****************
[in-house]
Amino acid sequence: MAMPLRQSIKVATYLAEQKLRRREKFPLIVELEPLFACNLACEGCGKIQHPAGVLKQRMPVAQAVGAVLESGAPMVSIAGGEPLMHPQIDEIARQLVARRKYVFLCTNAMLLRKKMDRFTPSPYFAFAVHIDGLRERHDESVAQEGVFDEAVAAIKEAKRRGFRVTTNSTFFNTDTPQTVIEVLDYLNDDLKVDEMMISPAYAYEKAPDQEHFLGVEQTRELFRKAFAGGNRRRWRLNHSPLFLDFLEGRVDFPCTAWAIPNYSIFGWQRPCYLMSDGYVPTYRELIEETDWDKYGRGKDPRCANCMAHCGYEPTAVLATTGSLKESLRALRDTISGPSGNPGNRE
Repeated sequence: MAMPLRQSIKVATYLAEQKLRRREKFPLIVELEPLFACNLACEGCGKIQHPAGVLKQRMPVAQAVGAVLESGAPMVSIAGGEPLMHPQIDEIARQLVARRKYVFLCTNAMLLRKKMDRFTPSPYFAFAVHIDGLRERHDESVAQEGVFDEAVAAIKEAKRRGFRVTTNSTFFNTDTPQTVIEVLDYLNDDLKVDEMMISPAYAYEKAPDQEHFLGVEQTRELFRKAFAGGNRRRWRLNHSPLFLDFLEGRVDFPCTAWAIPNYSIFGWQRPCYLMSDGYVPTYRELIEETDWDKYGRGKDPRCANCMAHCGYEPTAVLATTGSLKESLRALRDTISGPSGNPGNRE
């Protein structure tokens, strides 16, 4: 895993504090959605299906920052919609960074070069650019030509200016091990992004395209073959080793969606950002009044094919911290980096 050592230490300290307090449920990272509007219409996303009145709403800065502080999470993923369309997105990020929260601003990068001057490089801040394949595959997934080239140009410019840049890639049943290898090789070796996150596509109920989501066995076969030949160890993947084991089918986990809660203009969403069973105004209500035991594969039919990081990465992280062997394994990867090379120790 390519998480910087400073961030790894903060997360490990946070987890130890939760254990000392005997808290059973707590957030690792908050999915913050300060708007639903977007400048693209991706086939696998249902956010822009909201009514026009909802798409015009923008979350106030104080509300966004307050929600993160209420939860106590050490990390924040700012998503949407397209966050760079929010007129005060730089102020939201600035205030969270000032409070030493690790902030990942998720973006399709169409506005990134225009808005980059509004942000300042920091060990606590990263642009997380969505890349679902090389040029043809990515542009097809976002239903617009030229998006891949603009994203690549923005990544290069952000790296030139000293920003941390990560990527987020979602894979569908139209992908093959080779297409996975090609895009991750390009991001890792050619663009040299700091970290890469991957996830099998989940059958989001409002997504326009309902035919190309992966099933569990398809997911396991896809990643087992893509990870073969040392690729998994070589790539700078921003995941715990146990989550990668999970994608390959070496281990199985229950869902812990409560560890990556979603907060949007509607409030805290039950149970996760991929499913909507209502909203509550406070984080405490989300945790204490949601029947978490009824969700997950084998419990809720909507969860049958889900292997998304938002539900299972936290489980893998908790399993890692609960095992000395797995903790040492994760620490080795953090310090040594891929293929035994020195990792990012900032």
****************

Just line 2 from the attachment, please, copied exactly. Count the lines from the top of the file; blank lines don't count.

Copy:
Amino acid sequence: MAMPLRQSIKVATYLAEQKLRRREKFPLIVELEPLFACNLACEGCGKIQHPAGVLKQRMPVAQAVGAVLESGAPMVSIAGGEPLMHPQIDEIARQLVARRKYVFLCTNAMLLRKKMDRFTPSPYFAFAVHIDGLRERHDESVAQEGVFDEAVAAIKEAKRRGFRVTTNSTFFNTDTPQTVIEVLDYLNDDLKVDEMMISPAYAYEKAPDQEHFLGVEQTRELFRKAFAGGNRRRWRLNHSPLFLDFLEGRVDFPCTAWAIPNYSIFGWQRPCYLMSDGYVPTYRELIEETDWDKYGRGKDPRCANCMAHCGYEPTAVLATTGSLKESLRALRDTISGPSGNPGNRE